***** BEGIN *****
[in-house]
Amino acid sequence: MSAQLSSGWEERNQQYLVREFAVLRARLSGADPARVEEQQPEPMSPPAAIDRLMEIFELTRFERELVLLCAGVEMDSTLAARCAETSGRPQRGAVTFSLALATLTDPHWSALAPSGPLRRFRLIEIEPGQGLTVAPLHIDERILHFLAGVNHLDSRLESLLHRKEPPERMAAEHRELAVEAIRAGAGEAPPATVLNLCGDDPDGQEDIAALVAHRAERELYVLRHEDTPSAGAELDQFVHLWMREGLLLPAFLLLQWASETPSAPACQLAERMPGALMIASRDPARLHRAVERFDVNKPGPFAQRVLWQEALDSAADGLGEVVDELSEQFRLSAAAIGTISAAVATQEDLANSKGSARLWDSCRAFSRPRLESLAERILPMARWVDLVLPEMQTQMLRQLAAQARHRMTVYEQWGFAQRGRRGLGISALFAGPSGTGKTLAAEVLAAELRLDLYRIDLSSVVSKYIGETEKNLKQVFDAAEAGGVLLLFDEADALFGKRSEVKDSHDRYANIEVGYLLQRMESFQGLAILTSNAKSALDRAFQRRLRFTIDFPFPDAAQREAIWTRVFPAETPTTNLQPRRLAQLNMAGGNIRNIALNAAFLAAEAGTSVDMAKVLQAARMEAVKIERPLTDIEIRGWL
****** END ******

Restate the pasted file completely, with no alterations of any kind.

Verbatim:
[in-house]
Amino acid sequence: MSAQLSSGWEERNQQYLVREFAVLRARLSGADPARVEEQQPEPMSPPAAIDRLMEIFELTRFERELVLLCAGVEMDSTLAARCAETSGRPQRGAVTFSLALATLTDPHWSALAPSGPLRRFRLIEIEPGQGLTVAPLHIDERILHFLAGVNHLDSRLESLLHRKEPPERMAAEHRELAVEAIRAGAGEAPPATVLNLCGDDPDGQEDIAALVAHRAERELYVLRHEDTPSAGAELDQFVHLWMREGLLLPAFLLLQWASETPSAPACQLAERMPGALMIASRDPARLHRAVERFDVNKPGPFAQRVLWQEALDSAADGLGEVVDELSEQFRLSAAAIGTISAAVATQEDLANSKGSARLWDSCRAFSRPRLESLAERILPMARWVDLVLPEMQTQMLRQLAAQARHRMTVYEQWGFAQRGRRGLGISALFAGPSGTGKTLAAEVLAAELRLDLYRIDLSSVVSKYIGETEKNLKQVFDAAEAGGVLLLFDEADALFGKRSEVKDSHDRYANIEVGYLLQRMESFQGLAILTSNAKSALDRAFQRRLRFTIDFPFPDAAQREAIWTRVFPAETPTTNLQPRRLAQLNMAGGNIRNIALNAAFLAAEAGTSVDMAKVLQAARMEAVKIERPLTDIEIRGWL